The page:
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admin <![CDATA[The Homeless Child]]> http://lindseyhouse.org/?p=1500 2013-02-25T01:01:50Z 2012-09-01T22:38:10Z The most shocking statistic I have ever read reports that the average age of a homeless person in the United States is nine years old. Not nineteen or twenty-nine. You read correctly the first time. Nine. Nine? Seriously? “In many … see more

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The most shocking statistic I have ever read reports that the average age of a homeless person in the United States is nine years old. Not nineteen or twenty-nine. You read correctly the first time. Nine.

Nine? Seriously? “In many ways, nine-year-olds are still young children; but they are becoming much more independent, and are developmentally mature enough to handle many responsibilities and situations with minimal adult intervention” (Katherine Lee, “Child Development: Your Nine-Year Old Child”). Nine-year-old children are on the brink of adolescence and rely upon their parents to understand the changes they can expect over the next few years. Their social circle is getting larger and many enjoy group activities with peers.  Most nine-year-old boys are 5’4” tall, while the average nine-year-old girl weighs 60 pounds.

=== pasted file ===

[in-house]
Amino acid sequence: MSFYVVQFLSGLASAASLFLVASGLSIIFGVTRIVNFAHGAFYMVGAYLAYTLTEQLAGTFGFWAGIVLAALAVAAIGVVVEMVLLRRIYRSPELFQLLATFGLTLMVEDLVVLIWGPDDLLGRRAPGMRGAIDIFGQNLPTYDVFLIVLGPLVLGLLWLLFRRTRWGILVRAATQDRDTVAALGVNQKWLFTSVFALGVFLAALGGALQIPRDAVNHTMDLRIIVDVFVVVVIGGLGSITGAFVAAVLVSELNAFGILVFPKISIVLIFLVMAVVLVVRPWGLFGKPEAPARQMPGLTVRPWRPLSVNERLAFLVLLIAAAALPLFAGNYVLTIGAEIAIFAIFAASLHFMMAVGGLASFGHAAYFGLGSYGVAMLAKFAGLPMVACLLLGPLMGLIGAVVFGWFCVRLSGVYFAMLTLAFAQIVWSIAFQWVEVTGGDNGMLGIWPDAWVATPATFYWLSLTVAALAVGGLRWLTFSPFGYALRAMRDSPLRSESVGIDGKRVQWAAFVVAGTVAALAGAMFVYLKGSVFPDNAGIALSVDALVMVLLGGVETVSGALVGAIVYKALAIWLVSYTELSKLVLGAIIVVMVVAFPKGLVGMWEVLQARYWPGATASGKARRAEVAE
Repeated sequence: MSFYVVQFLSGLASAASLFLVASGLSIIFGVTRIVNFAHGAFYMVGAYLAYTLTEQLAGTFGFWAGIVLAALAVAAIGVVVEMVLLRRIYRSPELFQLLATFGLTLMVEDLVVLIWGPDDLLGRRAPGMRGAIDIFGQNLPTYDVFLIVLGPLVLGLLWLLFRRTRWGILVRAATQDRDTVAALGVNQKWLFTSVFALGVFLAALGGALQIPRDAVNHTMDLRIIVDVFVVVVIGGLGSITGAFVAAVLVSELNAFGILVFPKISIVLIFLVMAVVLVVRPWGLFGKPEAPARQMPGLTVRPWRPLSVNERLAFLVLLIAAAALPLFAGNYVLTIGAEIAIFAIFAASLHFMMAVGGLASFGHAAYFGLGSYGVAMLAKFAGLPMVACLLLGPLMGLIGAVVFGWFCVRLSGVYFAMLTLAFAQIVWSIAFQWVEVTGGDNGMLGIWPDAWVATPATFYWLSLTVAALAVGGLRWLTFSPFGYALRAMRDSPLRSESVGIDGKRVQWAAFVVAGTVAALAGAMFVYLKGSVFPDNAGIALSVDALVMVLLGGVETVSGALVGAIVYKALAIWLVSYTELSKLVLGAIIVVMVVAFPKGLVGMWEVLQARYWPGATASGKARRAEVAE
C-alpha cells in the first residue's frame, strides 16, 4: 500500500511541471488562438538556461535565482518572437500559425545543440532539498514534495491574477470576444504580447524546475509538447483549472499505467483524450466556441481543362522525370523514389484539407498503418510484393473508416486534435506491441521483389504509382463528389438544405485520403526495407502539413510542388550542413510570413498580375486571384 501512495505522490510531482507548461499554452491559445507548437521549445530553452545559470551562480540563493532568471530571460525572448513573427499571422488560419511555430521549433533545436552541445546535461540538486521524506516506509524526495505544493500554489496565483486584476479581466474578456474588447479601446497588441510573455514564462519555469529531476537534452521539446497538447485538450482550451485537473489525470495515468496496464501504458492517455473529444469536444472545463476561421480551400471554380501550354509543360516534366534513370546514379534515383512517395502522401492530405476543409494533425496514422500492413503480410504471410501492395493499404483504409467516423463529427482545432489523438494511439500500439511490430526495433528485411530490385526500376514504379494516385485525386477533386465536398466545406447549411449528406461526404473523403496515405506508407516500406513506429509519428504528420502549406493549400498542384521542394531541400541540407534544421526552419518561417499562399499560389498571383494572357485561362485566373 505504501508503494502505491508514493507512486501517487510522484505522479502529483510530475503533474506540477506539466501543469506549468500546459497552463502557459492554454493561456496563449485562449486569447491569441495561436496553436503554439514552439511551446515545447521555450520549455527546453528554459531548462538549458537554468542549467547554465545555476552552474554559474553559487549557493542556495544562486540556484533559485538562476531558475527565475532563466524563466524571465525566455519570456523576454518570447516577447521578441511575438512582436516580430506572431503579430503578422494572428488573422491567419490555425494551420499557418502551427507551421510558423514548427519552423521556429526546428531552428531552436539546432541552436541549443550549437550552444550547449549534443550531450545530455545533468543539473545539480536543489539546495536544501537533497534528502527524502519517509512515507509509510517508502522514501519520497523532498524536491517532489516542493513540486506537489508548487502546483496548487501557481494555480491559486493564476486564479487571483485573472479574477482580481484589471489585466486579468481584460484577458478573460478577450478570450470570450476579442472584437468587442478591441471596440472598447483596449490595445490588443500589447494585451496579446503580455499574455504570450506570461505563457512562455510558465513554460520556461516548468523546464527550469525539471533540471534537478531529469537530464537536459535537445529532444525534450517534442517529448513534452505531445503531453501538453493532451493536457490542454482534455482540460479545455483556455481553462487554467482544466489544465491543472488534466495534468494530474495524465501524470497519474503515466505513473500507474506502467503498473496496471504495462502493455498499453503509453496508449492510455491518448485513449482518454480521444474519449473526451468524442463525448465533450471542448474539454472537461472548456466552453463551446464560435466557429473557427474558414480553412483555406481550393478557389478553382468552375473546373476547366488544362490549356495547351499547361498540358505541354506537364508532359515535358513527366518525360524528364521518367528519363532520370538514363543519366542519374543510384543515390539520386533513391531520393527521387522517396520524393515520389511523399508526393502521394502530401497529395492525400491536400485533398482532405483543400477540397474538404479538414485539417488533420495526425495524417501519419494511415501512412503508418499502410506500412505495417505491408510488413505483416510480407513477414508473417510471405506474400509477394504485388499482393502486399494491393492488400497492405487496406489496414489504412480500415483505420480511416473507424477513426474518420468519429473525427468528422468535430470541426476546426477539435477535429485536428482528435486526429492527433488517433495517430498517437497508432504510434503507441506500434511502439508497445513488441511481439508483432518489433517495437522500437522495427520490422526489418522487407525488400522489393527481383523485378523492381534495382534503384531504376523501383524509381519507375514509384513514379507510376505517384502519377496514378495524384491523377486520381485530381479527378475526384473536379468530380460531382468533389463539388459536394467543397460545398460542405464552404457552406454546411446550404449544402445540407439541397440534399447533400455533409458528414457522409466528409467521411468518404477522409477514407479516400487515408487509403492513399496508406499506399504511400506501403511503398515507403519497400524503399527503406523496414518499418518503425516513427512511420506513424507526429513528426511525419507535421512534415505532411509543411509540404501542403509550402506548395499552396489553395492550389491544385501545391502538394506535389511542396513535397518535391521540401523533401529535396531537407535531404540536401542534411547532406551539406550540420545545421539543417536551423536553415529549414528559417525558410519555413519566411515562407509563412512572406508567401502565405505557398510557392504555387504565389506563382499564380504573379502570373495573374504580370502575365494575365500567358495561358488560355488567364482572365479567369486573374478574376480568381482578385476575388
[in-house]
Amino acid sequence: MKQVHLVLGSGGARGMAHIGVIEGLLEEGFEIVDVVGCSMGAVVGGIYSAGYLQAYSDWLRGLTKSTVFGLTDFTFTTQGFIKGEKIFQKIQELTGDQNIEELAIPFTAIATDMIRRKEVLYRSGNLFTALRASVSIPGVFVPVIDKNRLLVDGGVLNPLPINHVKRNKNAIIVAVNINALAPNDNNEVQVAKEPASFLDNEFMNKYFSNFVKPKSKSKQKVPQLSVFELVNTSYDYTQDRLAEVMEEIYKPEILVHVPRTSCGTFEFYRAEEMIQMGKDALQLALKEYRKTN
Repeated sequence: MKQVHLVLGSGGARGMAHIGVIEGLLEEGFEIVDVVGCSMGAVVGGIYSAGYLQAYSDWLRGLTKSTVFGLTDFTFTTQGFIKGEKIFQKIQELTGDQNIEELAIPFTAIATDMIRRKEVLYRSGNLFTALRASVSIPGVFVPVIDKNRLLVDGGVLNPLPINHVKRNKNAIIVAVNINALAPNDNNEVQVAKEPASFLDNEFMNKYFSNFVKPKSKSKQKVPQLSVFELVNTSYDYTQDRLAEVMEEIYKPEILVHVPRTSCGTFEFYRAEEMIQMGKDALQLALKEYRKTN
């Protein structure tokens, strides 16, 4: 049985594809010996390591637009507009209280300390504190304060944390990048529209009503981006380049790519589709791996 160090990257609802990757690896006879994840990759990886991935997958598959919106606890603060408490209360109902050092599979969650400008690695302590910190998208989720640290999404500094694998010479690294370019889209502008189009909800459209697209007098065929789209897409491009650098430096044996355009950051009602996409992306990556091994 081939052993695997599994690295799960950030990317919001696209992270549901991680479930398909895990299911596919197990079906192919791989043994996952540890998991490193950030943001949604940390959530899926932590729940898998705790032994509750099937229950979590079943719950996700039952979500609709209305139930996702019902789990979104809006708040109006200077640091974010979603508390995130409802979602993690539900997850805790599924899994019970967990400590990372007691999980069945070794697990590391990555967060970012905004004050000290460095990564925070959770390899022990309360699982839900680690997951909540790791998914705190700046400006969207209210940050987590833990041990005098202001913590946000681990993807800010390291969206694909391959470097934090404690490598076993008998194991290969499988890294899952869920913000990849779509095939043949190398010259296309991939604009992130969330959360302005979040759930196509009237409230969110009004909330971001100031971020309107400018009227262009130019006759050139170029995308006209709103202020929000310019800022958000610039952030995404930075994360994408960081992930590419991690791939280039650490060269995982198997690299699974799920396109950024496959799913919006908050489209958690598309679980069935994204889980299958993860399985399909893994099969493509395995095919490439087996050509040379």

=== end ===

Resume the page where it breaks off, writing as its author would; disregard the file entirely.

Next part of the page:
Typically, nine-year-old children do not spend their time worrying about their mom’s inability to pay the rent, keep food in the house, or keep the family car running. Further, nine-year-olds do not normally get off the school bus and walk three blocks out of their way just to keep the other kids on the bus from knowing that they live at a homeless shelter. Most nine-year-olds have never curled up in the back seat of the family car with their younger sister while their mother stays awake all night to make sure no one harms her family.